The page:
That proof can also be done sort of backwards and is arguably easier that way. Instead of using three triangles of known dimensions and proving they can be assembled into a rectangle, start with the rectangle and find the dimensions of the triangles.

Take a right triangle with sides , , and . Draw perpendiculars to the hypotenuse at each end and a parallel line through the third vertex to make a rectangle .

Angles and are congruent (alternate interior angles). So are and since both are complementary with . So triangles and are similar; the hypotenuses are in the ratio , so the vertical leg and the horizontal leg . Likewise we find (as it should be) and . But then implies or, multiplying though by , .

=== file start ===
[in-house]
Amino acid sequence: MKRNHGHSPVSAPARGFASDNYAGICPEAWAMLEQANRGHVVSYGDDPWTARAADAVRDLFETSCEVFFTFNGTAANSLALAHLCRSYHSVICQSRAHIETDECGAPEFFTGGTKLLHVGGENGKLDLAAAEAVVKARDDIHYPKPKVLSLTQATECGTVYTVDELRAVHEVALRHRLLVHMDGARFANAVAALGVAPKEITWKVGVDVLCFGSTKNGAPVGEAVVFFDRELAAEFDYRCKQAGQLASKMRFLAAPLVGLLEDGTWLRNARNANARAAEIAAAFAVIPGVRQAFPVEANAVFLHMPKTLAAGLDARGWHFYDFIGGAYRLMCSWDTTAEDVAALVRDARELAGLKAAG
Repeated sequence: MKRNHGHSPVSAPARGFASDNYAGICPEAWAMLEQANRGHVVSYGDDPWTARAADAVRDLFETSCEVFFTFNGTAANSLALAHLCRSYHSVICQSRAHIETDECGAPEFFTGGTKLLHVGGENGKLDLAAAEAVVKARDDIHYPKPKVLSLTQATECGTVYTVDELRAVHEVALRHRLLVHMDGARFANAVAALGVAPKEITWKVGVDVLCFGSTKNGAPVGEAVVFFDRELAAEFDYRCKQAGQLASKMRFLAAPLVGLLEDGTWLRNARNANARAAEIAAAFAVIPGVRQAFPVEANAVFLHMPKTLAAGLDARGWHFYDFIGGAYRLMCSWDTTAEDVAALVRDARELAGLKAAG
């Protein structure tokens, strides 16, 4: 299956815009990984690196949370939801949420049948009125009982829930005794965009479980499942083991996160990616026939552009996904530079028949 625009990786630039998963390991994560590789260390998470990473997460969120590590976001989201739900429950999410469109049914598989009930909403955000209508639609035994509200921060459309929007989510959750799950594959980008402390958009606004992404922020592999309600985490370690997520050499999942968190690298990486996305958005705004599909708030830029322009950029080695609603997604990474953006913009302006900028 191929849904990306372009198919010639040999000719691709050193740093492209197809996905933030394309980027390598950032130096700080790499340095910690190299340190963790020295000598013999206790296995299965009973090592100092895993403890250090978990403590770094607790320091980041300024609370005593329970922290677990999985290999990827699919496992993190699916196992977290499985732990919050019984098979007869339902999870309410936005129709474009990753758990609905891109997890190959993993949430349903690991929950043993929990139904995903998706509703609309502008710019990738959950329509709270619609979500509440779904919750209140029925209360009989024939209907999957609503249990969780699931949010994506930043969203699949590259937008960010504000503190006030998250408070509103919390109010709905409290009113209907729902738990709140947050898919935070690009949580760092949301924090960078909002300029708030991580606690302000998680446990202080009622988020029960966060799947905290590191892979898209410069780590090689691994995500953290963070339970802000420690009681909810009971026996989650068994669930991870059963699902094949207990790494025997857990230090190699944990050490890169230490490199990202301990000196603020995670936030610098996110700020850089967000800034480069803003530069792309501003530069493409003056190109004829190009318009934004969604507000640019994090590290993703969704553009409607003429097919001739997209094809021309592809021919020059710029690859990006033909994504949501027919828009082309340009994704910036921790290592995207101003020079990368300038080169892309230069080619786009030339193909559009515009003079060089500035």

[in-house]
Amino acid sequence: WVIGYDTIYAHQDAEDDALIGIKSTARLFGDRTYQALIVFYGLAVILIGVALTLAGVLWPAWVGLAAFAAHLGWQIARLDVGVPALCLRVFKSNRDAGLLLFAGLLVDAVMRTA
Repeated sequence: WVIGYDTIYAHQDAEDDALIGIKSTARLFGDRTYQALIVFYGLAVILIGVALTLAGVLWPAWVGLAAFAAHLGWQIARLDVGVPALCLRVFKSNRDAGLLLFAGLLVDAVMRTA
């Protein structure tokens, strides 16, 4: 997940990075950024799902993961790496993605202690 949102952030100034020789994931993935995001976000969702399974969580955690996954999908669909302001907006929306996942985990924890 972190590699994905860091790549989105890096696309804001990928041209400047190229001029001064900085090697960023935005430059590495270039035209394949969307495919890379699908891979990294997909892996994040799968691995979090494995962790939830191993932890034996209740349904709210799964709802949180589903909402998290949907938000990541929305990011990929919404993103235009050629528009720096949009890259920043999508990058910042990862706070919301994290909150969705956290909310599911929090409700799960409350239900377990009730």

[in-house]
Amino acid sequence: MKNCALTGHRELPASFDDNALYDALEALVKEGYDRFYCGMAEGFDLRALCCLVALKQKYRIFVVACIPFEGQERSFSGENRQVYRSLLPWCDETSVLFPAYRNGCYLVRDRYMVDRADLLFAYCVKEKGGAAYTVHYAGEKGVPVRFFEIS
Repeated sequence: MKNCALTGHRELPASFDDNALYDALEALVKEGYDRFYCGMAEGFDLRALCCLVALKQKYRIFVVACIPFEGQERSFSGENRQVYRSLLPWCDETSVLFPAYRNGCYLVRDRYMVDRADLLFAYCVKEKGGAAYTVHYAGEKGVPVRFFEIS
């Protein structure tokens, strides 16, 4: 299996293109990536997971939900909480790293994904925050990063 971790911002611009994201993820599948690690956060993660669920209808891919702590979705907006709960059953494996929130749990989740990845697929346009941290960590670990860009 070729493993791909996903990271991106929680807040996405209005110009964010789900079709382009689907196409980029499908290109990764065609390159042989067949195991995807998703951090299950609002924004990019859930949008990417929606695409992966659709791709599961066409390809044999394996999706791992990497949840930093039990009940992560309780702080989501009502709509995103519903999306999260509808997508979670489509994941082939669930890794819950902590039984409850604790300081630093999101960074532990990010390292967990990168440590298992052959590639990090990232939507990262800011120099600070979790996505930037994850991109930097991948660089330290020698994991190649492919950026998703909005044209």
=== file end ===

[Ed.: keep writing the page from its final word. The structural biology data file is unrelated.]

(Right away you know this proof fails in non Euclidean geometry, because in the first steps it relies on there being one and only one line parallel to through .)

this proof fails in non Euclidean geometryNot just that; this even works as a proof by contradiction that there are no non-identical congruent triangles in non-Euclidean geometries. (Probably many proofs of PT can be adapted for that, or for some other result of non-Euclidean geometry, I suppose.)